By changing their shape, some bacteria can grow more resilient to antibiotics

January 29, 2021

New research led by Carnegie Mellon University Assistant Professor of Physics Shiladitya Banerjee demonstrates how certain types of bacteria can adapt to long-term exposure to antibiotics by changing their shape. The work was published this month in the journal Nature Physics.

Adaptation is a fundamental biological process driving organisms to change their traits and behavior to better fit their environment, whether it be the famed diversity of finches observed by pioneering biologist Charles Darwin or the many varieties of bacteria that humans coexist with. While antibiotics have long helped people prevent and cure bacterial infections, many species of bacteria have increasingly been able to adapt to resist antibiotic treatments.

Banerjee's research at Carnegie Mellon and in his previous position at the University College London (UCL) has focused on the mechanics and physics behind various cellular processes, and a common theme in his work has been that the shape of a cell can have major effects on its reproduction and survival. Along with researchers at the University of Chicago, he decided to dig into how exposure to antibiotics affects the growth and morphologies of the bacterium Caulobacter crescentus, a commonly used model organism.

"Using single-cell experiments and theoretical modelling, we demonstrate that cell shape changes act as a feedback strategy to make bacteria more adaptive to surviving antibiotics," Banerjee said of what he and his collaborators found.

When exposed to less than lethal doses of the antibiotic chloramphenicol over multiple generations, the researchers found that the bacteria dramatically changed their shape by becoming wider and more curved.

"These shape changes enable bacteria to overcome the stress of antibiotics and resume fast growth," Banerjee said. The researchers came to this conclusion by developing a theoretical model to show how these physical changes allow the bacteria to attain a higher curvature and lower surface-to-volume ratio, which would allow fewer antibiotic particles to pass through their cellular surfaces as they grow.

"This insight is of great consequence to human health and will likely stimulate numerous further molecular studies into the role of cell shape on bacterial growth and antibiotic resistance," Banerjee said.
-end-
Other authors on the study included Aaron R. Dinner, Klevin Lo and Norbert F. Scherer from the University of Chicago; and Nikola Ojkic and Roisin Stephens, previous members of the Banerjee research group at UCL.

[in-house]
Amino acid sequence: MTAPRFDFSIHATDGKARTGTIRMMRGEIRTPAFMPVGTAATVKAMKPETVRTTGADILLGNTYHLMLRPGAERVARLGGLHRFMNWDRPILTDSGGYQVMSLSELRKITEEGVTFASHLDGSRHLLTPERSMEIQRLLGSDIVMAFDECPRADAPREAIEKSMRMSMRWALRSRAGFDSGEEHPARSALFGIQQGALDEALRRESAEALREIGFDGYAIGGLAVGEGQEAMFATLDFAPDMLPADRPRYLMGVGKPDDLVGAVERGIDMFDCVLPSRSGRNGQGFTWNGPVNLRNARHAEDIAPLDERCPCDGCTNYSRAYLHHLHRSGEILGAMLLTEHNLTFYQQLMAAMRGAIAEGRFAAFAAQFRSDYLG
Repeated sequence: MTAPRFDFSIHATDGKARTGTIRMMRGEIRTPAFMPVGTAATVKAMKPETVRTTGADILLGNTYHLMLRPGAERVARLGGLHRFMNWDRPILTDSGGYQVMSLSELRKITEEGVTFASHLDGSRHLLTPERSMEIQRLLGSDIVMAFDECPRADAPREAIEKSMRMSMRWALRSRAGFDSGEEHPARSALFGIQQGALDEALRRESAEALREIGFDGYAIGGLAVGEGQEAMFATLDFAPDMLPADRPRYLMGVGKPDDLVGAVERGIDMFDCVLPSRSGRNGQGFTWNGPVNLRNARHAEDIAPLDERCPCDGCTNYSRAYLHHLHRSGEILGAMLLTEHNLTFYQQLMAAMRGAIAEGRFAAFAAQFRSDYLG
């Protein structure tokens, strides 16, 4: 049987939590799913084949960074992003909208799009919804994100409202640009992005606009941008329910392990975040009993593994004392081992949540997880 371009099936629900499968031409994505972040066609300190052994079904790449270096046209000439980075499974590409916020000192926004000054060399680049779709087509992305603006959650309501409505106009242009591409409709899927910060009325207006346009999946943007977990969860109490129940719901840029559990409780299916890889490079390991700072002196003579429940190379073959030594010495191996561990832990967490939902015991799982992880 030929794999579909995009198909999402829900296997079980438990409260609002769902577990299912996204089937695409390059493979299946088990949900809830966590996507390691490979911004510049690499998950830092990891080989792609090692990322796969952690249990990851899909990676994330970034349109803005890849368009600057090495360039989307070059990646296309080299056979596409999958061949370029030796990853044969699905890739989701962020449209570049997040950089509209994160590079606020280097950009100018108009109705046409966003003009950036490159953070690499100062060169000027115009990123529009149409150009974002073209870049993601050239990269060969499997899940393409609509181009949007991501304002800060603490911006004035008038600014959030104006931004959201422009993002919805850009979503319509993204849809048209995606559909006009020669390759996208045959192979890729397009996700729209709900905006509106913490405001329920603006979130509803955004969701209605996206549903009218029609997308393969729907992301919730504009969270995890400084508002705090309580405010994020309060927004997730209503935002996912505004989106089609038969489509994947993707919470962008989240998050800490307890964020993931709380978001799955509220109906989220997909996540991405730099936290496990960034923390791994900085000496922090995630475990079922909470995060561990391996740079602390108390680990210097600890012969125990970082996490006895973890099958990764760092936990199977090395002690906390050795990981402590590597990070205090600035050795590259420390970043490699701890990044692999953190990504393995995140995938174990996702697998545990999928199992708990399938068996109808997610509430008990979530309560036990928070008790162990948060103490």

Funding for the research was provided by grants from the Engineering and Physical Sciences Research Council of the United Kingdom (EP/R029822/1), the Royal Society University Research Fellowship (URF/R1/180187), the Royal Society (RGF/EA/181044) and the National Science Foundation (NSF PHY-2020295, NSF PHY-1305542, NSF DMR-1420709, MCB-1953402).

Carnegie Mellon University

Related Bacteria Articles from Brightsurf:

Siblings can also differ from one another in bacteria
A research team from the University of Tübingen and the German Center for Infection Research (DZIF) is investigating how pathogens influence the immune response of their host with genetic variation.

How bacteria fertilize soya
Soya and clover have their very own fertiliser factories in their roots, where bacteria manufacture ammonium, which is crucial for plant growth.

Bacteria might help other bacteria to tolerate antibiotics better
A new paper by the Dynamical Systems Biology lab at UPF shows that the response by bacteria to antibiotics may depend on other species of bacteria they live with, in such a way that some bacteria may make others more tolerant to antibiotics.

Two-faced bacteria
The gut microbiome, which is a collection of numerous beneficial bacteria species, is key to our overall well-being and good health.

Microcensus in bacteria
Bacillus subtilis can determine proportions of different groups within a mixed population.

Right beneath the skin we all have the same bacteria
In the dermis skin layer, the same bacteria are found across age and gender.

Bacteria must be 'stressed out' to divide
Bacterial cell division is controlled by both enzymatic activity and mechanical forces, which work together to control its timing and location, a new study from EPFL finds.

How bees live with bacteria
More than 90 percent of all bee species are not organized in colonies, but fight their way through life alone.

The bacteria building your baby
Australian researchers have laid to rest a longstanding controversy: is the womb sterile?

Hopping bacteria
Scientists have long known that key models of bacterial movement in real-world conditions are flawed.

Read More: Bacteria News and Bacteria Current Events
Brightsurf.com is a participant in the Amazon Services LLC Associates Program, an affiliate advertising program designed to provide a means for sites to earn advertising fees by advertising and linking to Amazon.com.